• Confused? So were we when we first heard these terms. A “sock puppet” is a fake identity created by an author or their representative for the sole purpose of leaving positive reviews or creating a fake “buzz”. A “carpet bomb” is when authors, their representatives, or their fans, leave negative reviews on a competitor’s book in order to damage its reputation and/or decrease sales.

  • What kinds of words are used?

  • Fake book reviews tend to mention the reviewer more frequently than honest ones do, focusing on themselves rather than discussing the merits of the work. Some bloggers say that superlatives are a dead giveaway, but that isn’t always true. Some people are generous with their praise; others are too lazy or pressed for time to write in-depth.

  • What are the sample pages like?

  • Do you like what you see? If so, it might be worth the read. Look for commonalities between what reviewers have stated and what is there.

Okay. So, now what?

There is no fool-proof method for detecting fake reviews, and there probably never will be. But there are a few ways you can not only protect yourself, but promote and sustain the integrity of the publishing community.

Already read through the reviews and you still aren’t sure? Here’s what to do.

  • Take the Pledge
  • Whether you are a writer, reviewer, or publisher, take it. And encourage others to do so as well. It’s time to restore the public’s confidence again.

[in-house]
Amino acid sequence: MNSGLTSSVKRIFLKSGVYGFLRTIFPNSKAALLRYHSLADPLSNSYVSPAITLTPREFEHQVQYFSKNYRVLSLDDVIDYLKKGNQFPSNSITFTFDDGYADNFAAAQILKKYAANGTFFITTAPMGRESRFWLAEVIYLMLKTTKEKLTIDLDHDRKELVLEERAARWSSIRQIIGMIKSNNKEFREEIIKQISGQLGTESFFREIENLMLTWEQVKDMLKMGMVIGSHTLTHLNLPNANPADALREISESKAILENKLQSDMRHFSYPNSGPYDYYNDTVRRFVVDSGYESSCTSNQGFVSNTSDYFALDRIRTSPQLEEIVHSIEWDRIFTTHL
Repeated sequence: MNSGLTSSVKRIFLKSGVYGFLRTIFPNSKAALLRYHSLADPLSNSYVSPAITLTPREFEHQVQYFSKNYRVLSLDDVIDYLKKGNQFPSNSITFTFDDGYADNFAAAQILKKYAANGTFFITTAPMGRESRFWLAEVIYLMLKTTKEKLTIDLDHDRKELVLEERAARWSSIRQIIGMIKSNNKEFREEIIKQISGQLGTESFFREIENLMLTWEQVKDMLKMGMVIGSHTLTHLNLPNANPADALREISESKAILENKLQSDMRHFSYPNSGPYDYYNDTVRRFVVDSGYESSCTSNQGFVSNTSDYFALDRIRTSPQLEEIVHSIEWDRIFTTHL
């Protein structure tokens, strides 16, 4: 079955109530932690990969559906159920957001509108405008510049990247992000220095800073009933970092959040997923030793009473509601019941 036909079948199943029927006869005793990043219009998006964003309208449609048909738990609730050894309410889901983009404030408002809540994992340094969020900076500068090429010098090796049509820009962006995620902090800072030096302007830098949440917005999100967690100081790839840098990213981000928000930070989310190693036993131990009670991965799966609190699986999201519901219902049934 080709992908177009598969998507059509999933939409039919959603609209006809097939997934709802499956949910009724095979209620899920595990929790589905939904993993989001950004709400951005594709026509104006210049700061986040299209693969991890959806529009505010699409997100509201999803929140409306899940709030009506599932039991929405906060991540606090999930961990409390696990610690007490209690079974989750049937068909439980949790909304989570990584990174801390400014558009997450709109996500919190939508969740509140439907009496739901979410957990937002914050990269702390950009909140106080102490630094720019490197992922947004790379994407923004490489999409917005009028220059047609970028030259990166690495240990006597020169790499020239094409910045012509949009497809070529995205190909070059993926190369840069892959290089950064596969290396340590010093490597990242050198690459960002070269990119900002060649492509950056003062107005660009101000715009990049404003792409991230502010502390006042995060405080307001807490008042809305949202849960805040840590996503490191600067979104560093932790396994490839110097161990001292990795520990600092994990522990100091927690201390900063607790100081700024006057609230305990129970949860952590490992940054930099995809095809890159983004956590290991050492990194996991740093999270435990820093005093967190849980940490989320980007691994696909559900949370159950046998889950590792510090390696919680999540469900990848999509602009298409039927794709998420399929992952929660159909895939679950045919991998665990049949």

Many retailers frown upon (or outright ban) links in reviews or book descriptions, but you are free to enter your profile URL in any website option they give you, and you should be able to state “I’ve taken the True Review Pledge” in reviews as long as you don’t link to it; you should also be able to add such information in any “nickname” fields. (Have you been told otherwise? Please let us know!)

  • Write honest reviews yourself.
  • Report anything that is in obvious violation of the site’s terms and conditions, but don’t post a 1-star review to counteract a fake 5-star one (and vice versa). Discuss specific points about the book; include what aspects you liked or didn’t like and disclose which of these are a matter of personal taste and which might be due to actual flaws.

  • Return the book if it’s bad.
  • Get a refund if you paid for it, but return it even if you got it during a free promotion – perhaps especially so then. Authors use free days (such as with the Kindle Direct Publishing program) to get their books to climb up the charts, thereby giving them more exposure to a wider audience, resulting in more sales overall. Returning the book lets the retailer know you are dissatisfied with the purchase and will help them more accurately adjust the book’s standing.

    It is not good practice to return a book simply because it was not to your taste, but if the lack of editing is distracting to the point of making it unreadable or if there are serious problems with the plot and/or character development, there is no reason why you should keep it.

    Amazon’s rankings, like most, display books based on ratings and popularity. A book that is genuinely bad but popular (due to unethical practices) should not take the place of another (and potentially worthier) book on the charts. To do so does a disservice to everyone – including the author of the book you read and didn’t like.

We all know that fake reviews are unethical and drive unearned sales, but it is unlikely that there will be one solution to this multifaceted problem.

Let’s do our best to combat this issue – together. That way, we can stop fighting and play Rock, Paper, Scissors, Lizard, Spock instead. :)

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1 January, 2013 in News